Online Retail Credit Card Fraud Drops 29 Percent
For the first time in recent years, credit card fraud -- which remains the highest fraud type for online retailers -- has dropped from 59 percent of total fraud found in the 2016 holiday week to 42 percent of total fraud found in 2017 the holiday week. This represents a 29 percent decrease from last year’s four-day holiday weekend and demonstrates that online retailers are making strides in their ability to identify and prevent card-not-present (CNP) fraud which has been on the rise since brick and mortar retailers have increased their adoption of EMV card technologies.
Data from iovation also showed that consumers are doing more of their holiday shopping online in general, with transactions occurring solely on Black Friday and Cyber Monday falling over the past several years. This is the result of a shift in sales strategy from online retailers, who are now extending promotional deals beyond the holiday shopping weekend. iovation’s data shows that 62 percent of consumer’s online retail transactions from Black Friday to Cyber Monday originated from mobile phones/tablets, compared to 55 percent from last year’s holiday season, continuing an increase in m-commerce during the holidays and year-over-year.
“We can infer a number of trends through the analysis of billions of e-commerce transactions processed through our FraudForce platform. Most notable among these is that online retailers who leverage device intelligence are making significant inroads when it comes to proactively preventing card-not-present fraud,” said Greg Pierson, CEO and co-founder for iovation. “This type of fraud not only cuts into their bottom line results, it can cause irreparable harm to their brand so this is a meaningful improvement.
iovation also conducted a survey of more than 1,000 consumers across four generations to better determine how knowledge of fraud affects online behavior. While 83 percent of respondents understand how to protect themselves online - using a credit card rather than a debit card for online purchases, monitoring credit scores regularly and shopping at well-known retailers - consumers across all demographic groups continue to exercise poor password hygiene.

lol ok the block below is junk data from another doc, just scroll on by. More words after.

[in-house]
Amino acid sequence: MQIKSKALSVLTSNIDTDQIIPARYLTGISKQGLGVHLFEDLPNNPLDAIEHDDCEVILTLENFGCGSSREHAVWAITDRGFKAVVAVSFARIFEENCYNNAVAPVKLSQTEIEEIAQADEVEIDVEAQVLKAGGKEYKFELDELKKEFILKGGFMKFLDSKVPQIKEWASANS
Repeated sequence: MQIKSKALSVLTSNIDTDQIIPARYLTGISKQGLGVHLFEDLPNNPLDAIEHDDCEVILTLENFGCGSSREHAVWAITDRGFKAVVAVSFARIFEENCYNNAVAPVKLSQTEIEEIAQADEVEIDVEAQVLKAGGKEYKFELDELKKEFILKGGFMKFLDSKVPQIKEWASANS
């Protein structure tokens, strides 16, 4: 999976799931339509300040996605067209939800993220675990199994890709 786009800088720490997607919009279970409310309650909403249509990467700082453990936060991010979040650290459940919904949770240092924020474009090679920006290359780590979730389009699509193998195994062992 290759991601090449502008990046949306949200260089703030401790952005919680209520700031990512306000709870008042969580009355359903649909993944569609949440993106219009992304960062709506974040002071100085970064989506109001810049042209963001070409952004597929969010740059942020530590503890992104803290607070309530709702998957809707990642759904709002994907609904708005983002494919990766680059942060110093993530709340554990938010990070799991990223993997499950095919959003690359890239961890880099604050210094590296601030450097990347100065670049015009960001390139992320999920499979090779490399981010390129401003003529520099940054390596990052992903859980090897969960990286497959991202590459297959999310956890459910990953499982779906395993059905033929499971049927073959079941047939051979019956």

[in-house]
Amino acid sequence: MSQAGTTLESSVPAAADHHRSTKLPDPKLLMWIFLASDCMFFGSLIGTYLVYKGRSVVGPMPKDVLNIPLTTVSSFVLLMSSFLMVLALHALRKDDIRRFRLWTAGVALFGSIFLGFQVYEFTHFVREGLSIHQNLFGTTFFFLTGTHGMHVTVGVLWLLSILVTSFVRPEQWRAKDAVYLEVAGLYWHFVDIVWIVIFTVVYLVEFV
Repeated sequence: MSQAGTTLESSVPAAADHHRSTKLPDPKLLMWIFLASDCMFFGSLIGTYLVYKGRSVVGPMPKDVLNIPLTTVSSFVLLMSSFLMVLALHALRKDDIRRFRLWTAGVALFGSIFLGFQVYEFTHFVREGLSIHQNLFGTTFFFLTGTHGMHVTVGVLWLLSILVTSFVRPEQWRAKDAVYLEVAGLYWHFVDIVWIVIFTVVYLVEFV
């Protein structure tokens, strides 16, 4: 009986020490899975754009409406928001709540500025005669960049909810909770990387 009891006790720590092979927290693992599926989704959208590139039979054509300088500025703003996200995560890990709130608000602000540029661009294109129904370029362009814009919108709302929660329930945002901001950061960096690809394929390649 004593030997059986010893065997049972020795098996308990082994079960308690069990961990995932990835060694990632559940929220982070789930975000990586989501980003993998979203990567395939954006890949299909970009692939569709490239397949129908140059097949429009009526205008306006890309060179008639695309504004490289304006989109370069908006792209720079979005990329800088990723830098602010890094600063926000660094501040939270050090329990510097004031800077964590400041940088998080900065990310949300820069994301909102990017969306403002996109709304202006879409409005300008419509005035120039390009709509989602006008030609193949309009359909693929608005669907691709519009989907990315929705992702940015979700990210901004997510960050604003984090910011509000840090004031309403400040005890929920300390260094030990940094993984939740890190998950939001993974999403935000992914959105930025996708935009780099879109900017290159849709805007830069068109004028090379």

On the topic of consumer behaviors, Pierson said, “attitudes towards online shopping shows that consumers are becoming better educated about how to protect themselves online. However, they remain largely complacent as it relates to their password hygiene, which is why we are seeing a steady rise in identity theft and account takeovers.”
While currently serving as consumers’ primary means of authentication, passwords frequently fail when it comes to both user experience and security. And despite these shortcomings, vulnerable passwords are firmly ensconced in today’s online experience. Of those surveyed, 60 percent of consumers say they are not changing their passwords regularly (less than every 6 - 12 months) and of greater concern, close to 70 percent of consumers say they use the same password across multiple sites, meaning that a hacker can easily take over multiple consumer accounts with just a single compromised credential.
A shift from static, password-based authentication to frictionless, multi-factor authentication is crucial to combat today’s escalating threat environment. Multi-factor authentication combines the best of user experience and heightened security for businesses, using context to determine how trustworthy the user is, and as a result, the appropriate level of authentication required. Simply, dynamic authentication makes the right things easy and the wrong things more difficult, providing additional or less layers of authentication when needed.